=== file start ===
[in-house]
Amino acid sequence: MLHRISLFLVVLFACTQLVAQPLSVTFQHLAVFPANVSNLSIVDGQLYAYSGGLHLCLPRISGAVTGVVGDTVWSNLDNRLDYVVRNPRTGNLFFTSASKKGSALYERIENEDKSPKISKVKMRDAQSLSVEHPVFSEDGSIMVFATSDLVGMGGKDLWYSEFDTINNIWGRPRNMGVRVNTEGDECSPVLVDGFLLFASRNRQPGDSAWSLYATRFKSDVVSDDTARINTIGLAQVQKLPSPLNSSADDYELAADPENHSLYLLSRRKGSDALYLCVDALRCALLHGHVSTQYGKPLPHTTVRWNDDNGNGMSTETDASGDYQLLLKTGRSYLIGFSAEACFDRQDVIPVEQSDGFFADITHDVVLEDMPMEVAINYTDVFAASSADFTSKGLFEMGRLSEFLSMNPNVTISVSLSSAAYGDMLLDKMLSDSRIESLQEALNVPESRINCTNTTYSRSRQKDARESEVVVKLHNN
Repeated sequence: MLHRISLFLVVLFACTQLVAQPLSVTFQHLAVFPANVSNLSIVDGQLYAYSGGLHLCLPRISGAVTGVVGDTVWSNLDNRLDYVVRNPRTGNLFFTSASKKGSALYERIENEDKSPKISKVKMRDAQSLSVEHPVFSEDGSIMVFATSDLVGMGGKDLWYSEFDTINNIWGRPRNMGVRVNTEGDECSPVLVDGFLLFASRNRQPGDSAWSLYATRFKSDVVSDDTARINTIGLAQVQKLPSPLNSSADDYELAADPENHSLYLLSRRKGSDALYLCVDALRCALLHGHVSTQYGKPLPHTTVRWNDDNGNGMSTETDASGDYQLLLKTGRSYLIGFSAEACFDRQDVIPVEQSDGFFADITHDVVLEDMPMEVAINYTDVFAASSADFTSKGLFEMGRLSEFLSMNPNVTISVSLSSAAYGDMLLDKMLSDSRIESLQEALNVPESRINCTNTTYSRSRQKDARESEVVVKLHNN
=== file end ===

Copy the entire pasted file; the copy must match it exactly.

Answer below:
[in-house]
Amino acid sequence: MLHRISLFLVVLFACTQLVAQPLSVTFQHLAVFPANVSNLSIVDGQLYAYSGGLHLCLPRISGAVTGVVGDTVWSNLDNRLDYVVRNPRTGNLFFTSASKKGSALYERIENEDKSPKISKVKMRDAQSLSVEHPVFSEDGSIMVFATSDLVGMGGKDLWYSEFDTINNIWGRPRNMGVRVNTEGDECSPVLVDGFLLFASRNRQPGDSAWSLYATRFKSDVVSDDTARINTIGLAQVQKLPSPLNSSADDYELAADPENHSLYLLSRRKGSDALYLCVDALRCALLHGHVSTQYGKPLPHTTVRWNDDNGNGMSTETDASGDYQLLLKTGRSYLIGFSAEACFDRQDVIPVEQSDGFFADITHDVVLEDMPMEVAINYTDVFAASSADFTSKGLFEMGRLSEFLSMNPNVTISVSLSSAAYGDMLLDKMLSDSRIESLQEALNVPESRINCTNTTYSRSRQKDARESEVVVKLHNN
Repeated sequence: MLHRISLFLVVLFACTQLVAQPLSVTFQHLAVFPANVSNLSIVDGQLYAYSGGLHLCLPRISGAVTGVVGDTVWSNLDNRLDYVVRNPRTGNLFFTSASKKGSALYERIENEDKSPKISKVKMRDAQSLSVEHPVFSEDGSIMVFATSDLVGMGGKDLWYSEFDTINNIWGRPRNMGVRVNTEGDECSPVLVDGFLLFASRNRQPGDSAWSLYATRFKSDVVSDDTARINTIGLAQVQKLPSPLNSSADDYELAADPENHSLYLLSRRKGSDALYLCVDALRCALLHGHVSTQYGKPLPHTTVRWNDDNGNGMSTETDASGDYQLLLKTGRSYLIGFSAEACFDRQDVIPVEQSDGFFADITHDVVLEDMPMEVAINYTDVFAASSADFTSKGLFEMGRLSEFLSMNPNVTISVSLSSAAYGDMLLDKMLSDSRIESLQEALNVPESRINCTNTTYSRSRQKDARESEVVVKLHNN